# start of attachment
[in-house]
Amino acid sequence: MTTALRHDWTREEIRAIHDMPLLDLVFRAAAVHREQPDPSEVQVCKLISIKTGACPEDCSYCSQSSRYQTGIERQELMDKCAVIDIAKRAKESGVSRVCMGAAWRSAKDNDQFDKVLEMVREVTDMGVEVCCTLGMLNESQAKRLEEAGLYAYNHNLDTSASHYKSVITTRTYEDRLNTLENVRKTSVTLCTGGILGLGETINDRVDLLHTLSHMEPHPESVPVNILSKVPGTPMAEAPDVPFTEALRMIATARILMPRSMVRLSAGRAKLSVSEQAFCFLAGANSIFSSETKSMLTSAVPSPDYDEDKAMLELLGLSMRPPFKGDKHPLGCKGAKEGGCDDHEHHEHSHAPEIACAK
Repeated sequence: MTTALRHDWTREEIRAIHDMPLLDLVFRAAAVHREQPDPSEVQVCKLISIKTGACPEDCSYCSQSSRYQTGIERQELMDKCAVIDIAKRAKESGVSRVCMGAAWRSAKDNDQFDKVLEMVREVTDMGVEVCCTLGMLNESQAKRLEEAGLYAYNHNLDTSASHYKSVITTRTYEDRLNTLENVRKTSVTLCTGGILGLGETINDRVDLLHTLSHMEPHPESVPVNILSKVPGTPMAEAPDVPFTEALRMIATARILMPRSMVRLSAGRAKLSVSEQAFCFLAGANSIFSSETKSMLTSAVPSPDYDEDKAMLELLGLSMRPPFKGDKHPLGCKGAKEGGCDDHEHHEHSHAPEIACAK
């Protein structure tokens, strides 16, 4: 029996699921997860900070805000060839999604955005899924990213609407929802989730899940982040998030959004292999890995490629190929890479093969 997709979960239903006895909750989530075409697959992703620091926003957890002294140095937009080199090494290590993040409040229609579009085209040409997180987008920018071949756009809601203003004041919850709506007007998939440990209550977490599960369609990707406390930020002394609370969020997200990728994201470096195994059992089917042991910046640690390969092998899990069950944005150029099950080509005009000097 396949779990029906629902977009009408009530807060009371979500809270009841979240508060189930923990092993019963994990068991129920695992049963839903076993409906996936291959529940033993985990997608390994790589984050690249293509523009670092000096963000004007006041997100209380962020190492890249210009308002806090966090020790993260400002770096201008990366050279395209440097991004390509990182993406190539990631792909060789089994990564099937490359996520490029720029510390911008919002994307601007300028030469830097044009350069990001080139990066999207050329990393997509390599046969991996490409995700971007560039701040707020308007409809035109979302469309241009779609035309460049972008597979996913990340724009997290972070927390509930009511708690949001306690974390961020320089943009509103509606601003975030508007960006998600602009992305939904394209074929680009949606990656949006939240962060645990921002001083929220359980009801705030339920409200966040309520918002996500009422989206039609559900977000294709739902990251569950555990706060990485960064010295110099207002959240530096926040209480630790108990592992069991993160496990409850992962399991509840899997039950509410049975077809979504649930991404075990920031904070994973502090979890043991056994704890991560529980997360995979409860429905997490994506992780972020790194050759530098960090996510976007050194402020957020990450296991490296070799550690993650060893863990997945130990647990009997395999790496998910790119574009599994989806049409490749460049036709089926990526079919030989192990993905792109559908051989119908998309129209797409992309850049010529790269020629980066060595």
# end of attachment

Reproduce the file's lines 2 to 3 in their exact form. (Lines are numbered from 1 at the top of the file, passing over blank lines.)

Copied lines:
Amino acid sequence: MTTALRHDWTREEIRAIHDMPLLDLVFRAAAVHREQPDPSEVQVCKLISIKTGACPEDCSYCSQSSRYQTGIERQELMDKCAVIDIAKRAKESGVSRVCMGAAWRSAKDNDQFDKVLEMVREVTDMGVEVCCTLGMLNESQAKRLEEAGLYAYNHNLDTSASHYKSVITTRTYEDRLNTLENVRKTSVTLCTGGILGLGETINDRVDLLHTLSHMEPHPESVPVNILSKVPGTPMAEAPDVPFTEALRMIATARILMPRSMVRLSAGRAKLSVSEQAFCFLAGANSIFSSETKSMLTSAVPSPDYDEDKAMLELLGLSMRPPFKGDKHPLGCKGAKEGGCDDHEHHEHSHAPEIACAK
Repeated sequence: MTTALRHDWTREEIRAIHDMPLLDLVFRAAAVHREQPDPSEVQVCKLISIKTGACPEDCSYCSQSSRYQTGIERQELMDKCAVIDIAKRAKESGVSRVCMGAAWRSAKDNDQFDKVLEMVREVTDMGVEVCCTLGMLNESQAKRLEEAGLYAYNHNLDTSASHYKSVITTRTYEDRLNTLENVRKTSVTLCTGGILGLGETINDRVDLLHTLSHMEPHPESVPVNILSKVPGTPMAEAPDVPFTEALRMIATARILMPRSMVRLSAGRAKLSVSEQAFCFLAGANSIFSSETKSMLTSAVPSPDYDEDKAMLELLGLSMRPPFKGDKHPLGCKGAKEGGCDDHEHHEHSHAPEIACAK